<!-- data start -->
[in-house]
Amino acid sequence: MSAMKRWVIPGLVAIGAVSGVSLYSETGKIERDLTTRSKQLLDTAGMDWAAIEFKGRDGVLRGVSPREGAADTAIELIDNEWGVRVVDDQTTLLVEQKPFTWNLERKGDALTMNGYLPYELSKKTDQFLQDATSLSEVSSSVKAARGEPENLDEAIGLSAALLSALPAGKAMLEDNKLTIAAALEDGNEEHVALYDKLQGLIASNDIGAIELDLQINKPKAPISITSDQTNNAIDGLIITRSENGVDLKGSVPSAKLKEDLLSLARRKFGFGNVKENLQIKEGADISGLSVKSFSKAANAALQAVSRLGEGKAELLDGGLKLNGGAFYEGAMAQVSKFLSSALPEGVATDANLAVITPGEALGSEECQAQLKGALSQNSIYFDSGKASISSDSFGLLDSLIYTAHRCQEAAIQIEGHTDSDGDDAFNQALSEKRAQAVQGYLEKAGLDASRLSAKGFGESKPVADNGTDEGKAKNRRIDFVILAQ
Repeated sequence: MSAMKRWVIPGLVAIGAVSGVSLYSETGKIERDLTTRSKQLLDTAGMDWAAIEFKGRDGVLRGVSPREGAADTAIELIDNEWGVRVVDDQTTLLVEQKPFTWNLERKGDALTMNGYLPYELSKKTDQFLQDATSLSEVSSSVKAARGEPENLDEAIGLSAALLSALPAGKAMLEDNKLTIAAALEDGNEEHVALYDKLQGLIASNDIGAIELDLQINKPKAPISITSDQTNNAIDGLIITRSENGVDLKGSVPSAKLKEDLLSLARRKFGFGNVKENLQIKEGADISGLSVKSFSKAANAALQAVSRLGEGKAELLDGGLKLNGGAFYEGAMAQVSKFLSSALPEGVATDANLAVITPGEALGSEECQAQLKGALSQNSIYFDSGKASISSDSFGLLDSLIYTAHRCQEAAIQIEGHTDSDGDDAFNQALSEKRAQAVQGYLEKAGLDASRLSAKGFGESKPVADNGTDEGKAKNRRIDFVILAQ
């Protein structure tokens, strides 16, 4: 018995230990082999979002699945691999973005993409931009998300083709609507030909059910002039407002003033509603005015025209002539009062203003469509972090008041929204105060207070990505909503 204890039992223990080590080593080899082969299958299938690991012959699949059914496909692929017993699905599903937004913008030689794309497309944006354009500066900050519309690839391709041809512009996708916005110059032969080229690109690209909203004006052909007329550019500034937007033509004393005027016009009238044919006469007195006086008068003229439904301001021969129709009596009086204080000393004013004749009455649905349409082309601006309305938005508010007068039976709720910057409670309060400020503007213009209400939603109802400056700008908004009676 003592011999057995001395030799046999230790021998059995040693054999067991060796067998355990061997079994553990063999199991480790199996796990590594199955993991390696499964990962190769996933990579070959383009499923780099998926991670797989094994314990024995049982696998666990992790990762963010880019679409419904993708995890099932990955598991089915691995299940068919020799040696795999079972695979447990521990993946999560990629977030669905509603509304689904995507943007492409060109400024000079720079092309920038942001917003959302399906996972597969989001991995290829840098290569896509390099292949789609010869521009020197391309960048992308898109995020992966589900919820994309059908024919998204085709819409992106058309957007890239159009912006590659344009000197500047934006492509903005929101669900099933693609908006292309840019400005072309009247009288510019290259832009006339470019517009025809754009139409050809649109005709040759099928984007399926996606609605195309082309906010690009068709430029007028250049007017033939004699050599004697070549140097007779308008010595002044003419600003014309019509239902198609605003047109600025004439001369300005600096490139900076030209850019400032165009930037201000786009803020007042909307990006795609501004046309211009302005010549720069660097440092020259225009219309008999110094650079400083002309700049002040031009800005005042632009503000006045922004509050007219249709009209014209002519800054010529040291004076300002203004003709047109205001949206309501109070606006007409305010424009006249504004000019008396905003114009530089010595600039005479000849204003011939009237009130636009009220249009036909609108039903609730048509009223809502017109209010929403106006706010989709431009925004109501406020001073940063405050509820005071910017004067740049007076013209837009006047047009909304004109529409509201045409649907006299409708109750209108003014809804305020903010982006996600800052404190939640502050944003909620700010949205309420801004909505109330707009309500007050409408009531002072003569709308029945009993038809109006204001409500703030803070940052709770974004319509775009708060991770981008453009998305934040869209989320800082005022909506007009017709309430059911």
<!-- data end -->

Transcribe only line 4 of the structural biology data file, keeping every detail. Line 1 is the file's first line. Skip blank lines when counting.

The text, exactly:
């Protein structure tokens, strides 16, 4: 018995230990082999979002699945691999973005993409931009998300083709609507030909059910002039407002003033509603005015025209002539009062203003469509972090008041929204105060207070990505909503 204890039992223990080590080593080899082969299958299938690991012959699949059914496909692929017993699905599903937004913008030689794309497309944006354009500066900050519309690839391709041809512009996708916005110059032969080229690109690209909203004006052909007329550019500034937007033509004393005027016009009238044919006469007195006086008068003229439904301001021969129709009596009086204080000393004013004749009455649905349409082309601006309305938005508010007068039976709720910057409670309060400020503007213009209400939603109802400056700008908004009676 003592011999057995001395030799046999230790021998059995040693054999067991060796067998355990061997079994553990063999199991480790199996796990590594199955993991390696499964990962190769996933990579070959383009499923780099998926991670797989094994314990024995049982696998666990992790990762963010880019679409419904993708995890099932990955598991089915691995299940068919020799040696795999079972695979447990521990993946999560990629977030669905509603509304689904995507943007492409060109400024000079720079092309920038942001917003959302399906996972597969989001991995290829840098290569896509390099292949789609010869521009020197391309960048992308898109995020992966589900919820994309059908024919998204085709819409992106058309957007890239159009912006590659344009000197500047934006492509903005929101669900099933693609908006292309840019400005072309009247009288510019290259832009006339470019517009025809754009139409050809649109005709040759099928984007399926996606609605195309082309906010690009068709430029007028250049007017033939004699050599004697070549140097007779308008010595002044003419600003014309019509239902198609605003047109600025004439001369300005600096490139900076030209850019400032165009930037201000786009803020007042909307990006795609501004046309211009302005010549720069660097440092020259225009219309008999110094650079400083002309700049002040031009800005005042632009503000006045922004509050007219249709009209014209002519800054010529040291004076300002203004003709047109205001949206309501109070606006007409305010424009006249504004000019008396905003114009530089010595600039005479000849204003011939009237009130636009009220249009036909609108039903609730048509009223809502017109209010929403106006706010989709431009925004109501406020001073940063405050509820005071910017004067740049007076013209837009006047047009909304004109529409509201045409649907006299409708109750209108003014809804305020903010982006996600800052404190939640502050944003909620700010949205309420801004909505109330707009309500007050409408009531002072003569709308029945009993038809109006204001409500703030803070940052709770974004319509775009708060991770981008453009998305934040869209989320800082005022909506007009017709309430059911």